My legs easily guided him-and his movement, was as smooth as glass.  His top line never moved in trot, or collected canter. I enjoyed the ride, as much as he did-and it was obvious to me, that my wish was his command. As we went around his large enclosure, his mane covered my lap like a blanket. I felt like, I was riding a huge horse.  Yet amazingly, every stride was much longer-than many taller horses, I had ridden. I was in a word…thrilled, but that was not all. As I came back and slid off, I glanced in the ‘right place’-and to my horror, found that this horse I had been riding-was indeed, a stallion. As I turned to express my shock, I found myself looking at this horse differently.   It was-as if, I had lived my whole life looking at horses in black and white-and suddenly, been introduced to color. Here, this horse was looking at me with eyes-more intelligent and kind, than was comfortable.   He wasn’t tall.  He wasn’t a breed I had any experience, or knowledge about-but there was something about him, that I was having a hard time putting my thumb on. One thing was for sure, though, I knew-without a doubt, there was something very special about this horse.

          Arlene had called him by his nickname, “Bandy”.  I asked, what his registered name was, and she said, “Higuera Bandido”. I left the rental stable that day thinking-by all accounts, that I would never see this stallion again and feeling, strangely, very sad about it.  However, as fate would have it, this was only the beginning of my relationship with this very special horse.
          Time went on, and my second husband transferred jobs to Pismo Beach, which was only 5 miles from the Silver Spur rental stables. At that time, I didn’t have a horse of my own and my thoughts kept drifting back to Bandido-over, and over again. I wondered if it would be possible to go and just groom, or help saddle, the rental horses.  The memories of that day, when I first met those Morgans and rode that bright red stallion-Bandido, especially kept tickling my mind.  I had never forgotten him and had always compared every horse I had ridden-since, to him.  No horse ever compared.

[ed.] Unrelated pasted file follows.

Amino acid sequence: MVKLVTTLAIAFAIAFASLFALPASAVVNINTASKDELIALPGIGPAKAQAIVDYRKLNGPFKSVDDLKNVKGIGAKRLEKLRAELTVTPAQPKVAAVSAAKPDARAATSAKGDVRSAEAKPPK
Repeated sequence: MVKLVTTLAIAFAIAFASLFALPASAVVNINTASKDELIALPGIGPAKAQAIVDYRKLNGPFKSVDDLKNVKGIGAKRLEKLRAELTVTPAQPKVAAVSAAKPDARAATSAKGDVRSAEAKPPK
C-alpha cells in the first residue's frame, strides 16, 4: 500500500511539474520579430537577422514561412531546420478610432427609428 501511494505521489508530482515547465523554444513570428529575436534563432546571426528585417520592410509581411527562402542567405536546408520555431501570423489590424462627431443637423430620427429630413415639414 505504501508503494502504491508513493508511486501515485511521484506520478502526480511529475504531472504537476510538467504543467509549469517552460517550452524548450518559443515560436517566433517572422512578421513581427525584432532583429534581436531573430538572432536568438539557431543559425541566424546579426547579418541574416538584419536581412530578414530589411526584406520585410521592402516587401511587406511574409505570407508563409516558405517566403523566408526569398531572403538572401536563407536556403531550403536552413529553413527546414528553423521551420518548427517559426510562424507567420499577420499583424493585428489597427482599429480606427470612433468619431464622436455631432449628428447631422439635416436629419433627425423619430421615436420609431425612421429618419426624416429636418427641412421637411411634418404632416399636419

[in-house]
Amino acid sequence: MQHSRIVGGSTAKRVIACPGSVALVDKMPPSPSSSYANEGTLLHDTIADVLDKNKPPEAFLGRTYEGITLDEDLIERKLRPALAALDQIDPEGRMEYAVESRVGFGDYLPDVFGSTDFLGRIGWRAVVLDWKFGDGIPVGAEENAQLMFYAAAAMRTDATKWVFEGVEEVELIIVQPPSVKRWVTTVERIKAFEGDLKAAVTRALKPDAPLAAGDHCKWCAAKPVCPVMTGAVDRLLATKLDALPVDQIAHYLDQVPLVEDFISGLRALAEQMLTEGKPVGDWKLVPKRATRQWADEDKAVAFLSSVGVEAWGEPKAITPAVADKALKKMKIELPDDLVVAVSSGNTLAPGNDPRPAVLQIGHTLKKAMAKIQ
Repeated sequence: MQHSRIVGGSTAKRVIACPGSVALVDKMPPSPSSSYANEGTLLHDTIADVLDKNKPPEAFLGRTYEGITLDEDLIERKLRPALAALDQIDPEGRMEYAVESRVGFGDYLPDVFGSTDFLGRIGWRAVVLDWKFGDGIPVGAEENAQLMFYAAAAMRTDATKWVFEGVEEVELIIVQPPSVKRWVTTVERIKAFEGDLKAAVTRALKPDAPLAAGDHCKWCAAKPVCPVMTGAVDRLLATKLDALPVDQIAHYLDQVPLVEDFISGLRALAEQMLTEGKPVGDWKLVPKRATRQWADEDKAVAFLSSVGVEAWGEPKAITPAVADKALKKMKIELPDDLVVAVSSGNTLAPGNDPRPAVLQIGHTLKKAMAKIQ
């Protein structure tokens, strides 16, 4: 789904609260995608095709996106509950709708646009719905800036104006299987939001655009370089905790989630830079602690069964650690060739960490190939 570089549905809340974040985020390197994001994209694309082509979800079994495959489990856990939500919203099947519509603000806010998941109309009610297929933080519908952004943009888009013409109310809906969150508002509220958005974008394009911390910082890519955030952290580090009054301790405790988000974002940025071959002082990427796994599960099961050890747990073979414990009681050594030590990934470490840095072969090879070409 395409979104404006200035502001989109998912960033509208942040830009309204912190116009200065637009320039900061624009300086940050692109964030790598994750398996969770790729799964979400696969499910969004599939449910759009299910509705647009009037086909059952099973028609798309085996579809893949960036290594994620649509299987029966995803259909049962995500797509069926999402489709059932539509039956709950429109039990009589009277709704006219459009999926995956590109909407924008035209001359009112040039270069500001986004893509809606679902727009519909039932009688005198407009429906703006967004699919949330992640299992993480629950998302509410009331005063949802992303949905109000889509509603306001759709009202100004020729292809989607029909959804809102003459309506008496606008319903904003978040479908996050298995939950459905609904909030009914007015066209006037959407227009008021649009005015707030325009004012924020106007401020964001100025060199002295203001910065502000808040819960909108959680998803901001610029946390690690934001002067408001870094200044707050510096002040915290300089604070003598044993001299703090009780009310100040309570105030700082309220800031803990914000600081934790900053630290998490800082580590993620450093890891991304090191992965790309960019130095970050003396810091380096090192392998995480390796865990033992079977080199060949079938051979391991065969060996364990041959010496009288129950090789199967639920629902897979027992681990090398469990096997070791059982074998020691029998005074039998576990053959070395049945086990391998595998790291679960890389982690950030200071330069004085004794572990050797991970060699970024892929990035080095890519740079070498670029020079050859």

Finally, I decided to stop in for a visit to Silver Spur.  I told myself, I was just doing it to see, if I remembered the way, or if, I could even find it. I found myself sitting in the large dirt parking lot in 10 minutes flat. From where I was parked, I could see Bandido. His over all appearance was idle, but I could see that he didn’t miss a beat.  He watched everything from under that long, fluffy forelock. I watched from a short distance, as all sorts of people went to his enclosure, most I could tell, were inexperienced rental riders and many were wary and stood back-as if, there was a tiger, not a horse, behind the fence. Time and time again, I would see Bandido walk to the fence and stand, patiently, lowering his head and stretching his neck out-encouraging the person closer. I would watch, as the fear, or apprehension, would drift away from his victim at hand.  They would give in to Bandido’s tractor beam gaze, and step to the fence to pet his face and neck. It seemed that Bandido honestly enjoyed this interaction and his body posture always seemed to take on a look of accomplishment, whenever-yet another, person stepped up to the fence.
          Then suddenly, I found myself completely engaged, as I watched the antics Bandido was putting into play, to seduce a rather round, older lady to the fence. I had watched her drive up and noticed that she had a look of utter distain, concerning the whole place.   She was with two teenagers, and after paying for their riding fees, she was then stuck for-at least an hour, until they returned from their ride. At first, she sort of ambled around-not looking at much of anything, but every once in a while, she would brush off her clothes-as if just being in such a place, was dirtying. I saw Bandido watching her closely.  He had the look of a fisherman who knew the big one was in front of him, and was debating, what the perfect bait would be to land her.  The lady had not yet, even noticed he was there, but Bandido was studying her and he was in the ZONE.